L.A. council to consider new tax proposals
With thousands of employees out the door and years of crushing deficits still on the horizon, the Los Angeles City Council is preparing an urgent appeal to voters for more taxes to prevent further cuts in parks, police, fire and other services.
The council on Wednesday will take up four possible tax measures for the March ballot. The largest is a half-cent sales tax hike unveiled Tuesday by council President Herb Wesson that would generate an estimated $220 million a year and give Los Angeles one of the highest sales tax rates in the state.
Placing one or more tax increases on the March ballot would inject a new and unpredictable issue into an election in which voters will choose a new mayor, fill eight council seats and select a city attorney and controller.
The strategy reflects the increasingly desperate attempts by city officials to maintain basic services.
“We’ve cut just about everything that we can cut,” Wesson said, pitching his sales tax proposal. “I can’t say if we do this we’ll never have a budget shortfall again … but this will help us for now if we’re successful.”
Other tax measures to be considered Wednesday include a property tax boost to pay for parks, higher levies on parking lots and increased taxes on real estate sales. Wesson said his tax plan would eliminate the need for the other tax proposals. And given the council president’s record of getting controversial legislation through the body, his plan could prevail.
Wesson’s measure would increase the sales tax from 8.75% to 9.25%, the second-highest sales tax rate in the state, in line with Santa Monica, Inglewood and other cities. Some other communities that border Los Angeles, including Burbank, Pasadena and Glendale, would have lower rates.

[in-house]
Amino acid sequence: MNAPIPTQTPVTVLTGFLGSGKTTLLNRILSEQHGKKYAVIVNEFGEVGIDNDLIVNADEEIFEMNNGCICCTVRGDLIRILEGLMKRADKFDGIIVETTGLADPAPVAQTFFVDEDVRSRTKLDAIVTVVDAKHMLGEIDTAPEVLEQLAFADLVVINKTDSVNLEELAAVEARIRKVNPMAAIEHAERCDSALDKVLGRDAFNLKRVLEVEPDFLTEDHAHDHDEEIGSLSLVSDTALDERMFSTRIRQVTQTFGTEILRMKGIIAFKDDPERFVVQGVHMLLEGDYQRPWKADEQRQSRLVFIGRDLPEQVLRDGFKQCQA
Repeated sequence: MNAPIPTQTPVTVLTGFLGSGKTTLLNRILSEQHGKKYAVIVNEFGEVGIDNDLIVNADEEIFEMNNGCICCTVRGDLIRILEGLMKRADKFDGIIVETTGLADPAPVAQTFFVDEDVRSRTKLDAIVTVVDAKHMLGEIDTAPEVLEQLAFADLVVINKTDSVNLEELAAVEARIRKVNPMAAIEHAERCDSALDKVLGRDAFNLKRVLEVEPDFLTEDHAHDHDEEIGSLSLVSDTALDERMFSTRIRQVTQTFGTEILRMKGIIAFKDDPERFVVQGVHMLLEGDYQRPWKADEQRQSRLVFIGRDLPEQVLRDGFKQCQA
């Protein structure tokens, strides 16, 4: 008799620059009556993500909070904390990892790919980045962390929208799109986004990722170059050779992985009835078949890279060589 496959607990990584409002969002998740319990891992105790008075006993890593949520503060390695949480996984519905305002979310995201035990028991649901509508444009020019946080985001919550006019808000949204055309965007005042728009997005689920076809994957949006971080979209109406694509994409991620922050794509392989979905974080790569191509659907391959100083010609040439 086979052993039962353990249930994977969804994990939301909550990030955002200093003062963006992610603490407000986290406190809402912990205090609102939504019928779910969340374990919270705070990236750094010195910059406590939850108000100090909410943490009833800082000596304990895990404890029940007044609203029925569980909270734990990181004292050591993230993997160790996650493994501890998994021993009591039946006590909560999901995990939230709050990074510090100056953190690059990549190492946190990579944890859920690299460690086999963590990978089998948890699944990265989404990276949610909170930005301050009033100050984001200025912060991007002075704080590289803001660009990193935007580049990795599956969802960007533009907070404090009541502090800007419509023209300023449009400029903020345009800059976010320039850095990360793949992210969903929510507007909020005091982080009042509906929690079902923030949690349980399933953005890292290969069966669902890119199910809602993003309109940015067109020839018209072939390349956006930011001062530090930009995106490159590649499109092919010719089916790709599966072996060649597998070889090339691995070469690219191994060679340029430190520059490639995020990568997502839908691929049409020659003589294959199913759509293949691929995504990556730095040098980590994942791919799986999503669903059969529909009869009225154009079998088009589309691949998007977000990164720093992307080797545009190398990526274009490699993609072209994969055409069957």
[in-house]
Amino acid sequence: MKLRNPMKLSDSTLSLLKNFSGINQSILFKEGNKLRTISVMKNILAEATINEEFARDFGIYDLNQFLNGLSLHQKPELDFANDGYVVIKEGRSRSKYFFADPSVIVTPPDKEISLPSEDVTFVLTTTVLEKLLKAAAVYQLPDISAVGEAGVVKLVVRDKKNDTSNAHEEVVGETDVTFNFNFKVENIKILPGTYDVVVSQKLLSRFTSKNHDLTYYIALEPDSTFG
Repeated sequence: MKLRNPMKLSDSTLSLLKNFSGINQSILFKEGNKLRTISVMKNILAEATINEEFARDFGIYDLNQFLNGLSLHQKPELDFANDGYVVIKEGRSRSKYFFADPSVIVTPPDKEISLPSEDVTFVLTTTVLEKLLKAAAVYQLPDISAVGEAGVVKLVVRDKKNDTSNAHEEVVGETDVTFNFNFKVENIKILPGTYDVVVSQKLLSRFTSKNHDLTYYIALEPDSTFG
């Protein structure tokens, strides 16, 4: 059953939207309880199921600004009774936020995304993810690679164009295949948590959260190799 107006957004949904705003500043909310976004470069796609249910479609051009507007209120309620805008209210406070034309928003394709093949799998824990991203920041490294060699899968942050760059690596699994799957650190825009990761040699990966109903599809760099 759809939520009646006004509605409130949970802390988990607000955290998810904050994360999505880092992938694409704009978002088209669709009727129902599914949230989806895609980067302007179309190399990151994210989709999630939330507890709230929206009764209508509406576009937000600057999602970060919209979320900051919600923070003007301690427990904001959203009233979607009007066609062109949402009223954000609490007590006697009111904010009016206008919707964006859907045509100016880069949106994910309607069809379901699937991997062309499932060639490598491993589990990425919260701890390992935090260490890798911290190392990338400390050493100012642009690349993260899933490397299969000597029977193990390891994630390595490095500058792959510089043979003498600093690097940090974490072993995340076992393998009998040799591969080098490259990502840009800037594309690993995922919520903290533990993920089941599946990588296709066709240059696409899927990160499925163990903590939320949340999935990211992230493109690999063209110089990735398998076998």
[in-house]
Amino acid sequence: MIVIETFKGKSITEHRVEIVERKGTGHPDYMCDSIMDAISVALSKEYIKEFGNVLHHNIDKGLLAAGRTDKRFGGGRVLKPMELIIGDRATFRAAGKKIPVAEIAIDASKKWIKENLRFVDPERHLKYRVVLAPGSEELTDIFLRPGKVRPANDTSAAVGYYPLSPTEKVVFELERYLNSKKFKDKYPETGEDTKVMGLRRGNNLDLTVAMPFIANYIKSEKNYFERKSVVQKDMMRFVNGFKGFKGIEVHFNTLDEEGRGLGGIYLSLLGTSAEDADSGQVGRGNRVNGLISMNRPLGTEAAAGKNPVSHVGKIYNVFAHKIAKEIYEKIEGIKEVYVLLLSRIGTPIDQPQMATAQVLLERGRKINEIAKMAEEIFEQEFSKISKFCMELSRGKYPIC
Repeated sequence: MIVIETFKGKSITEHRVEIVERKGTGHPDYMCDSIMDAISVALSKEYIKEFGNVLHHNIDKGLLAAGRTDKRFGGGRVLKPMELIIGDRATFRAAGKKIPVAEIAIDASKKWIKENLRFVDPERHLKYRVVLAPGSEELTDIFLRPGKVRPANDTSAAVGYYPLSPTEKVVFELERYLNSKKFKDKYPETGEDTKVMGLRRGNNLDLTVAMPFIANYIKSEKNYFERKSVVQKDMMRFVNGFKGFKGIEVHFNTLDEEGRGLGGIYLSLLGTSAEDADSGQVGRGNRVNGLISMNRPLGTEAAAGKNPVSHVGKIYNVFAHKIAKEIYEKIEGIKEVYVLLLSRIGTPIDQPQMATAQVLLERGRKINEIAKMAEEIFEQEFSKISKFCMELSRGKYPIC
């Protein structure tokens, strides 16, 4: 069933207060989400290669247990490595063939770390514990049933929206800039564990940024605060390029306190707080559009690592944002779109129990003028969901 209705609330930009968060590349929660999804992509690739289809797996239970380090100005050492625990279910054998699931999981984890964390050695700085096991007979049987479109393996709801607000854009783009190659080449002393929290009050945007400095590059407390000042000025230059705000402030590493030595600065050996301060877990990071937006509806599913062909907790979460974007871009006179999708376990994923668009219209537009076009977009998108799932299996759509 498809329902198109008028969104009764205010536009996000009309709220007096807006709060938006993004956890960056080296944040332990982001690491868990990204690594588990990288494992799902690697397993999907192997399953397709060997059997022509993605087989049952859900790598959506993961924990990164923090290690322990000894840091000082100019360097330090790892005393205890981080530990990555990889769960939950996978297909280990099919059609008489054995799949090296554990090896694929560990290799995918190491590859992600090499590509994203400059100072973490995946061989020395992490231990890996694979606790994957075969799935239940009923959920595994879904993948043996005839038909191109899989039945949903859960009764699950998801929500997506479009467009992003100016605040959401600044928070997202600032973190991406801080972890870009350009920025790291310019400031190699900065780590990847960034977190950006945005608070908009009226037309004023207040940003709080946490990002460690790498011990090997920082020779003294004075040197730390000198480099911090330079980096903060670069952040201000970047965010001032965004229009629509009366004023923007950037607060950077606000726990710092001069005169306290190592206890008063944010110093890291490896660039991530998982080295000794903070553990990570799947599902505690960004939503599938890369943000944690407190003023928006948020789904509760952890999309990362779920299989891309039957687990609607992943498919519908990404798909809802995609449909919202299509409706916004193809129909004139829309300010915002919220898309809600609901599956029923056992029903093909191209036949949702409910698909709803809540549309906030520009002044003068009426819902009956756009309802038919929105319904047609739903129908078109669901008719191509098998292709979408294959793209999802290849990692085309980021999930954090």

Wesson wants his colleagues to vote Wednesday to draft the sales tax measure. If that occurs, an analysis would be presented to council members Nov. 9 and a vote to place the measure on the ballot could occur later in the month, he said.
Next week, California voters are to decide a statewide, quarter-cent sales tax hike backed by Gov. Jerry Brown. A 30-year extension of an existing Los Angeles County sales tax to pay for public transit is also on the ballot. If the state and city sales tax increases are approved, Los Angeles’ rate would reach 9.5%.
A push to increase sales taxes could pit business groups against city employee unions, which have argued that new sources of revenue are needed to avert severe service and job cuts.
“It’s encouraging to see the City Council discussing revenue-raising measures that could help get the city back on track,” said Ian Thompson, a spokesman for Service Employees International Union Local 721, which represents more than 10,000 city workers.
Council members have pledged to restore rescue units eliminated in recent years at the Fire Department if and when new revenue is available. Pat McOsker, president of the United Firefighters of Los Angeles City Local 112, told the council his organization would do whatever is needed to pass new tax measures.